On top of these problems, having a lot of options leads to decision fatigue. This is where each little choice you have to make slowly erodes your resolve and your willpower as the day goes on until there’s nothing left. In that state of depleted willpower at the end of the day it’s exponentially more difficult to be disciplined and stick to your diet or whatever other positive habits you’ve tried to build for yourself and on top of that it primes you to make poor decisions over good ones.

Using Limits As a Tool

To counteract these negative effects of having too much choice, the best thing to do is put yourself back in a situation where the presence of all these options isn’t so overwhelming that it’s going to stop you from getting to work.

By placing your own carefully selected limits and restrictions on yourself you can eliminate the problems caused by the paradox of choice and also make sure you’re engaging in behaviors that will help you be more productive and avoid things like procrastination and burn out.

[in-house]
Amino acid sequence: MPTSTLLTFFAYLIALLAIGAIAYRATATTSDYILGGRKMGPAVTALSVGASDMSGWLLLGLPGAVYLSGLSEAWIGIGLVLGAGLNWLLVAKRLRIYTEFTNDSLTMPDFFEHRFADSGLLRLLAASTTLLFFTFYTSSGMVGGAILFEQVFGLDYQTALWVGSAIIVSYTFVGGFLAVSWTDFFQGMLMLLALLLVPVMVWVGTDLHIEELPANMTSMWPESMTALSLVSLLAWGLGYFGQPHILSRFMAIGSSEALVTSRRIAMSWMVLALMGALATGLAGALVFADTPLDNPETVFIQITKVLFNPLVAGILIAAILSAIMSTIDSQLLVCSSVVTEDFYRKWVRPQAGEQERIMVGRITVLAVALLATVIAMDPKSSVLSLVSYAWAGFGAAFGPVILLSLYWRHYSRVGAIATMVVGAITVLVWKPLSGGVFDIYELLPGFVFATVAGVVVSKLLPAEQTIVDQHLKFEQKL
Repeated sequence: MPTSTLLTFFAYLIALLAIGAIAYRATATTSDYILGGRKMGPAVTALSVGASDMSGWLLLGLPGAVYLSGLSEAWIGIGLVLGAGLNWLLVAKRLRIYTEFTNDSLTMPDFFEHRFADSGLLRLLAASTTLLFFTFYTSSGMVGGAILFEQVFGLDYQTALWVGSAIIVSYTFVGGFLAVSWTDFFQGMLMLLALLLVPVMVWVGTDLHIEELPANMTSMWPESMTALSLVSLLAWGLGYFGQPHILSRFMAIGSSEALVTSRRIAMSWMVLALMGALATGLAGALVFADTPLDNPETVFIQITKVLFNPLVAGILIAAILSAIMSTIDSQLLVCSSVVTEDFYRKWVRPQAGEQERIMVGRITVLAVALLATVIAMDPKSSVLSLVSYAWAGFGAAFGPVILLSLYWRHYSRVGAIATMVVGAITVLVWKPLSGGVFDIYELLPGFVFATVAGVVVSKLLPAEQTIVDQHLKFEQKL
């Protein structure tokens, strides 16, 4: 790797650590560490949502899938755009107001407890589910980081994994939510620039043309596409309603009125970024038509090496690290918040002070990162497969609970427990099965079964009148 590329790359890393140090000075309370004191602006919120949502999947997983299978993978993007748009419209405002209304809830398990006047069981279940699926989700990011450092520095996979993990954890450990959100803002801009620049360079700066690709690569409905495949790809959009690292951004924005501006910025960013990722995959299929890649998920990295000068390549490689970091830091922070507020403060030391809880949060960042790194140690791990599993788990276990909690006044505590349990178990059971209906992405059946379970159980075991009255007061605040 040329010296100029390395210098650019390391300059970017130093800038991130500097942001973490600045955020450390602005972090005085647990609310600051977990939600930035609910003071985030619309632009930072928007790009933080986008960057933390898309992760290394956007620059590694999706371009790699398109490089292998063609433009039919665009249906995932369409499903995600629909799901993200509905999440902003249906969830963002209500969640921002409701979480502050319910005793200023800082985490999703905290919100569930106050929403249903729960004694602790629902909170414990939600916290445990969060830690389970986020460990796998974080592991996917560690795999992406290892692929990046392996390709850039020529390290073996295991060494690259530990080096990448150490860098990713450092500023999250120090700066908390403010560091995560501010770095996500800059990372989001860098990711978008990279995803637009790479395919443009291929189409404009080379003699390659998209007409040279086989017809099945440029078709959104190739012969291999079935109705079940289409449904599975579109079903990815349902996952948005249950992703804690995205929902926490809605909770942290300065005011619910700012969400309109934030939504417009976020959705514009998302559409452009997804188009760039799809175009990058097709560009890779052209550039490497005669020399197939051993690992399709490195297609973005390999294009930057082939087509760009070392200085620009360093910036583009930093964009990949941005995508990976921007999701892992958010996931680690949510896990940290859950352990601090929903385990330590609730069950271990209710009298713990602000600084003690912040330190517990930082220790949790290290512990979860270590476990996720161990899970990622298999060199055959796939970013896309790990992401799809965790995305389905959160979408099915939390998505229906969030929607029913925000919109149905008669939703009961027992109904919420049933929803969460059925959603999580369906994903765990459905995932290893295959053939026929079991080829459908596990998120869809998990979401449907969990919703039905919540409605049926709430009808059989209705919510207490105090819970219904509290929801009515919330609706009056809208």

• If you find yourself feeling overwhelmed on a daily basis by all the things you have to get done then write out a short list every evening of the most important things you need to do the next day. Make it a relatively small list – we’re trying to work within limits here remember – no more than maybe six things. Then out of that short list choose the single most important thing that needs to get done and commit to doing that thing first thing in the morning and nothing else until it’s completed. This restriction will fore you to work through the important stuff in your day and not get distracted by every little thing you need to do.